Politics

REPORT: Jan. 6 Committee To Request Phone Companies Preserve 11 House Republicans’ Records

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Michael Ginsberg Congressional Reporter
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The Select Committee investigating the Jan. 6 Capitol riot is expected to request that telecommunications companies preserve the phone records of eleven House Republicans, CNN reported Monday.

The eleven members all have close ties to former President Donald Trump, whose records the committee is also expected to request, according to CNN. Democratic Mississippi Rep. Bennie Thompson, the committee chairman, previously requested that the National Archives preserve communications between all members of Congress and the Trump White House on Jan. 6.

The eleven Republicans named in the report are Colorado Rep. Lauren Boebert, Georgia Reps. Marjorie Taylor Greene and Jody Hice, Ohio Rep. Jim Jordan, Arizona Reps. Andy Biggs and Paul Gosar, Alabama Rep. Mo Brooks, North Carolina Rep. Madison Cawthorn, Florida Rep. Matt Gaetz, Texas Rep. Louie Gohmert and Pennsylvania Rep. Scott Perry. All eleven objected to at least one state’s Electoral College count and reportedly played a role in the “Stop the Steal” rally. Brooks and Cawthorn spoke at the “Stop the Steal” rally which immediately proceeded the riot.

Jordan spoke with Trump on Jan. 6 “more than once,” although he doesn’t “recall the times,” he told Politico on Sunday. Speaker of the House Nancy Pelosi rejected Minority Leader Kevin McCarthy’s request to appoint Jordan to the Select Committee. Republican Wyoming Rep. Liz Cheney, who is one of two Republicans Pelosi appointed to the Select Committee, said that Jordan “may well be a material witness to events that led to that day” in defending the rejection. (RELATED: Liz Cheney Says She Agrees With Speaker Pelosi On Rejecting Two Republicans For The Jan. 6 Select Committee)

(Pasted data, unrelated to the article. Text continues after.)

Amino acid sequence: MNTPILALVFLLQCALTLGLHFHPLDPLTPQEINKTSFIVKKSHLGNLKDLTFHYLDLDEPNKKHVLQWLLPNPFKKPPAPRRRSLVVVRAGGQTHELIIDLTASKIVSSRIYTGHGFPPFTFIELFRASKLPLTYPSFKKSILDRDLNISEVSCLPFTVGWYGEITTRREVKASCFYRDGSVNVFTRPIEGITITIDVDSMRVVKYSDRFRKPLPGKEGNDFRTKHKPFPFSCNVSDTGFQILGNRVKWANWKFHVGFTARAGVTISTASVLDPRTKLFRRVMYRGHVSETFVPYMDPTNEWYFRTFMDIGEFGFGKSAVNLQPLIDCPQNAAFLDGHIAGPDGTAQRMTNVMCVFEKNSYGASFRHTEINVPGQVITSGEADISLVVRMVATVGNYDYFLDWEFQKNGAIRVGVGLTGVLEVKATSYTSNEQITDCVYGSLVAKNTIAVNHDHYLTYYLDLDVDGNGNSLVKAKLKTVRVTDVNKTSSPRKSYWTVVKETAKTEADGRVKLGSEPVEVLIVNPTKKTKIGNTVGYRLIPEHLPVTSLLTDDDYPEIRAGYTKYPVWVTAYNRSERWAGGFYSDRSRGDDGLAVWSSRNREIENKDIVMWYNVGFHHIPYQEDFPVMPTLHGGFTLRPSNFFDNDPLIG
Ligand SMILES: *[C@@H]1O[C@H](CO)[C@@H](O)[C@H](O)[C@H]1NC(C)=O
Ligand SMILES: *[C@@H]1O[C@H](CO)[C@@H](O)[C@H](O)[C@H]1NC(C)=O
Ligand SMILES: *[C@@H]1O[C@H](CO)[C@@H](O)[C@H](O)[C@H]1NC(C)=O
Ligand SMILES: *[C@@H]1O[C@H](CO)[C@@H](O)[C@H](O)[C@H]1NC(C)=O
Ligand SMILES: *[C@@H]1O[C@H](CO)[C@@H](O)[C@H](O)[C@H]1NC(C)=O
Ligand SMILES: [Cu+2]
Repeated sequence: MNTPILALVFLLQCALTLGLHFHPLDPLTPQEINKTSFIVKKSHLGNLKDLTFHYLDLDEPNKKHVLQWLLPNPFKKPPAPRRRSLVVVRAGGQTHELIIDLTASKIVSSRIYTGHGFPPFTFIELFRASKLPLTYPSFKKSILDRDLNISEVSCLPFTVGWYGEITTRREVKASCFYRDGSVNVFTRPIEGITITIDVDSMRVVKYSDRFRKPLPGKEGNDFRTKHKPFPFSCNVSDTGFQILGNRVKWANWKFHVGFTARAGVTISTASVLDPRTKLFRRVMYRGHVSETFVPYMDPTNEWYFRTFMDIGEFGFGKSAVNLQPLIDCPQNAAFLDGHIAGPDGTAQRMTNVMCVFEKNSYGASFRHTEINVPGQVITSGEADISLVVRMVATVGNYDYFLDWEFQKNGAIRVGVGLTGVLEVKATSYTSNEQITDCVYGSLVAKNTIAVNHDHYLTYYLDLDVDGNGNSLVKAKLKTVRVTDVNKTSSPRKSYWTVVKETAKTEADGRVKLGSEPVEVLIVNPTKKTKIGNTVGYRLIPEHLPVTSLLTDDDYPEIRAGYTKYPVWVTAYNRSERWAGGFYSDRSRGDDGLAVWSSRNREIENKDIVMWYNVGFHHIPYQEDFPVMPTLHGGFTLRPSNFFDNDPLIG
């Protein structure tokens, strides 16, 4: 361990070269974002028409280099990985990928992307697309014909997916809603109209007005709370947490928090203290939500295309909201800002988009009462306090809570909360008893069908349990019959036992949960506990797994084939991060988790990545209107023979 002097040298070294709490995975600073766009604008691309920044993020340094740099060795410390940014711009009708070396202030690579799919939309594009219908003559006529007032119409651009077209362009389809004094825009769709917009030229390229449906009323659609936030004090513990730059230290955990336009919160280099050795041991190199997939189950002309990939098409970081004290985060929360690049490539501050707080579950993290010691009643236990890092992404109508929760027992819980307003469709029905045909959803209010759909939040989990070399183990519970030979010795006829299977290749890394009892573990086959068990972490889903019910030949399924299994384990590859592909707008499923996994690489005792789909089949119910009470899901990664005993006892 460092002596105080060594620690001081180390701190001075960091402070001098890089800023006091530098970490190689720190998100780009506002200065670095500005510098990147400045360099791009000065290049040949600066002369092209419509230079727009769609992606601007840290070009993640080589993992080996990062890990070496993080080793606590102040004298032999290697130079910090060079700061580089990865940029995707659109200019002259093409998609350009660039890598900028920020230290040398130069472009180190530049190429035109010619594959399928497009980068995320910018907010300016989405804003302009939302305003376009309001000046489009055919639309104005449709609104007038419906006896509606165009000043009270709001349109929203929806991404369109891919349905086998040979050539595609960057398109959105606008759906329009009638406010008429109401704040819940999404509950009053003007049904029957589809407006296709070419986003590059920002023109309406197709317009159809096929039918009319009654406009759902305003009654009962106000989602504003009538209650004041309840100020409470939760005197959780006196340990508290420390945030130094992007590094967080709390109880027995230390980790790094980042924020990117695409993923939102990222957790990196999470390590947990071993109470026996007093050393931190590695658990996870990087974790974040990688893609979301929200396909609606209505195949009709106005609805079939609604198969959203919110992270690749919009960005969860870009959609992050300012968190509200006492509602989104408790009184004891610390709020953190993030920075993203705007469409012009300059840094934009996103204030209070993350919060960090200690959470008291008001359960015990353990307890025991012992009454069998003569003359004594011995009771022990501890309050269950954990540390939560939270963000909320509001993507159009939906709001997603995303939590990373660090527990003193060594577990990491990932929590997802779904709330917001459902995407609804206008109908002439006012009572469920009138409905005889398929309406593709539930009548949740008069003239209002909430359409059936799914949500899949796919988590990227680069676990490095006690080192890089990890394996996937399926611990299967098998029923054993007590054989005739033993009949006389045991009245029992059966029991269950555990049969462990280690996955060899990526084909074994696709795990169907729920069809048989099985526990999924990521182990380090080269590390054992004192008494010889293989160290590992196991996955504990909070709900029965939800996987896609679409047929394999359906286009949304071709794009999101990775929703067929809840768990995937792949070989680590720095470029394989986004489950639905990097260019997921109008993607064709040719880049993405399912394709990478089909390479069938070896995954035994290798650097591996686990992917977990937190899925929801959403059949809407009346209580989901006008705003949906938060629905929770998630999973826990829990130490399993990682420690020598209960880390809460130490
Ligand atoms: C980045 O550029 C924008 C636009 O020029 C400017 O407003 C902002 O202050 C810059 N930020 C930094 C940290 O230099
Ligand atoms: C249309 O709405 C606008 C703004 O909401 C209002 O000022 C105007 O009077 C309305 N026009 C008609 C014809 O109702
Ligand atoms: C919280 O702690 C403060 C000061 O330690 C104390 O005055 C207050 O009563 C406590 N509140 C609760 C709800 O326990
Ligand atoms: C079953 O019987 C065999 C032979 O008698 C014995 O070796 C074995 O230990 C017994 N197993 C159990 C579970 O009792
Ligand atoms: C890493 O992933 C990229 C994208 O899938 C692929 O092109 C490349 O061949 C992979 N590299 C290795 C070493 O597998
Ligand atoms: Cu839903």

The Select Committee would have to subpoena the telecommunications companies that hold the members’ phone records in order to gain access to the records. The preservation request does not give the committee access to the phone records, but does ensure that the phone companies will maintain the records in preparation for a subpoena.

The Committee demanded that 15 tech companies hand over data on “misinformation, disinformation, and malinformation relating to the 2020 election,” efforts to overturn the election, and “domestic violent extremists,” in Friday, Aug. 27 letter. The companies include Facebook, Google, Twitter, Parler and Tik Tok.

A February analysis conducted by George Washington University found that Facebook was the social media platform most used by rioters.